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George Ambrose Wallis (1840-1895)
1896 Obituary 
GEORGE AMBROSE WALLIS, born on the 25th November, 1840, was the eldest son of Mr. A. G. Wallis, of Walham Green, London.
At sixteen years of age he entered the service of Messrs. John Aird and Sons, the contractors, by whom his father was employed. After being engaged on alterations and additions to the Ipswich Waterworks and on the construction of the South Staffordshire Waterworks, by which an extensive district is supplied from Lichfield, he was personally recommended by Mr. John Aird to the late J. R. McClean for the post of Resident Engineer on the Eastbourne Waterworks.
Eastbourne in 1860, when Mr. Wallis first became connected with it, was a quiet, unpretentious little town of some 5,000 inhabitants. As agent to the Compton Place Estate of the Cavendish family, he took a prominent part in planning and directing the extensive improvements - carried out, at a great cost, on the initiative of the late Duke of Devonshire - which have done so much to render the town a watering-place of first-class reputation. The land now forming the Devonshire Park was at one time an allotment garden below high-water mark; Mr. Wallis, quick to perceive that it might be turned to good account, had it levelled, laid out and planted, transforming it into a pleasant and sheltered resort.
He designed the Devonshire Baths, which are below the sea-level and can be filled or emptied by the same pipe, according as the tide is high or low. The extension of the parade from the Wish Tower to Holywell, involving the construction of a sea-wall, and the Duke’s Drive, a fine carriage way with an even gradient to Beachy Head, were also carried out by Mr. Wallis; and a few years ago he extended the sea-wall and promenade from the Royal Parade to the east of the Redoubt. Many of the principal streets in the town were laid out and the houses built by the firm he established.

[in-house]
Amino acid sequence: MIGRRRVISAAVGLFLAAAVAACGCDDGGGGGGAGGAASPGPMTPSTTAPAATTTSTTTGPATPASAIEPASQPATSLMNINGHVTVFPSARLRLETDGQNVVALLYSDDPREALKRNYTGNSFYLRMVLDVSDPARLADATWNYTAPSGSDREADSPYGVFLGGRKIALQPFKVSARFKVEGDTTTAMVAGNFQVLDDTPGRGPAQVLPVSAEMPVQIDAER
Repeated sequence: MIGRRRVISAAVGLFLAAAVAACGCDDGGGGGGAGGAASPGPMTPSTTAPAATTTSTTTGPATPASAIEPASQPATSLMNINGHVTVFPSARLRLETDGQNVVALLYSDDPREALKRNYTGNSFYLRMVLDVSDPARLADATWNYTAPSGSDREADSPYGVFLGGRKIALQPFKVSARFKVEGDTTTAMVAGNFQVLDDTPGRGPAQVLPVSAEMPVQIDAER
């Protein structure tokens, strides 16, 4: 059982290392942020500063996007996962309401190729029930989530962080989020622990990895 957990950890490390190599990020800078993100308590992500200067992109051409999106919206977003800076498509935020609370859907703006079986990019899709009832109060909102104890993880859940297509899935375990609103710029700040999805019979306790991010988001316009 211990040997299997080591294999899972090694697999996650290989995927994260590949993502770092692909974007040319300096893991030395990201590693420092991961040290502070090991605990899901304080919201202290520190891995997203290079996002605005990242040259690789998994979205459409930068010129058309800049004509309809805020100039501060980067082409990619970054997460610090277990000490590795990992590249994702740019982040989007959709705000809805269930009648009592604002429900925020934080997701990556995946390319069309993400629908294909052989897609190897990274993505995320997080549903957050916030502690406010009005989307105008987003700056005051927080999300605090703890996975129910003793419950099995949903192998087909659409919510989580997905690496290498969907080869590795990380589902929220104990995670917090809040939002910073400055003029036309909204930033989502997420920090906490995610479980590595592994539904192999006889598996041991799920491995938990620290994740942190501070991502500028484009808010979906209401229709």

Three years after he had settled in Eastbourne, Mr. Wallis was appointed - in 1863 - surveyor to the Local Board, which post he held till 1866. During that period the system of drainage, designed by Messrs. McClean and Stileman, was commenced, the cost of the works being borne by the late Duke of Devonshire.
In 1870 Mr. Wallis became Engineer to the Eastbourne Waterworks Company, for which he designed and constructed reservoirs, wells, an engine-house and mains, at a cost of 5540,000. Alive to the importance of securing for the villages around Eastbourne a clean bill of health, he extended the Company’s mains to Willingdon and Polegate in one direction and to Norway Bridge in the other. He also carried out during recent years other large extensions rendered necessary by the growing requirements of the town, and he continued to hold the appointment of Engineer and General Manager until his death.
On the incorporation of the borough in 1883, Mr. Wallis was elected first mayor, an office which he served for two years with great credit. As a mark of public appreciation his portrait was presented to the borough and was hung in the Town Hall. In 1885 he unsuccessfully contested Eastbourne in the Liberal interest against Admiral Field. About this time he was called upon by the Servian Government to report on the drainage of Belgrade, for which he was decorated with the order of Takovo.
He was a promoter of the Newhaven Portland Cement Company, and was connected with many other enterprises. He was on the Commission of the Peace for the County of Sussex, but rarely sat on the Borough Bench.
For some years Mr. Wallis had not enjoyed robust health, but his active temperament prevented him from seeking relief from the cares which is many responsibilities entailed and he remained at work until the last. A chill, caught early in December, 1895, told severely on his undermined constitution; and he expired on the 20th of that month at the comparatively early age oft fifty-five. Of Mr. Wallis' work as an engineer and the part he took in the improvement of Eastbourne, with which his career was identified, much has been said. He was well known, however, beyond Eastbourne, and his services as a consulting engineer were frequently in request.
It remains only to record that in character he was kind, generous and considerate, and that, while he was possessed of a determined will, he knew how to secure the carrying out of his wishes without wounding the susceptibilities of others. In Eastbourne he was much esteemed and respected, and his death is a great loss to the town with which he was so long and so intimately connected.
Mr. Wallis was elected an Associate of the Institution on the 5th December, 1865, and was transferred to the class of Member on the 8th May, 1877.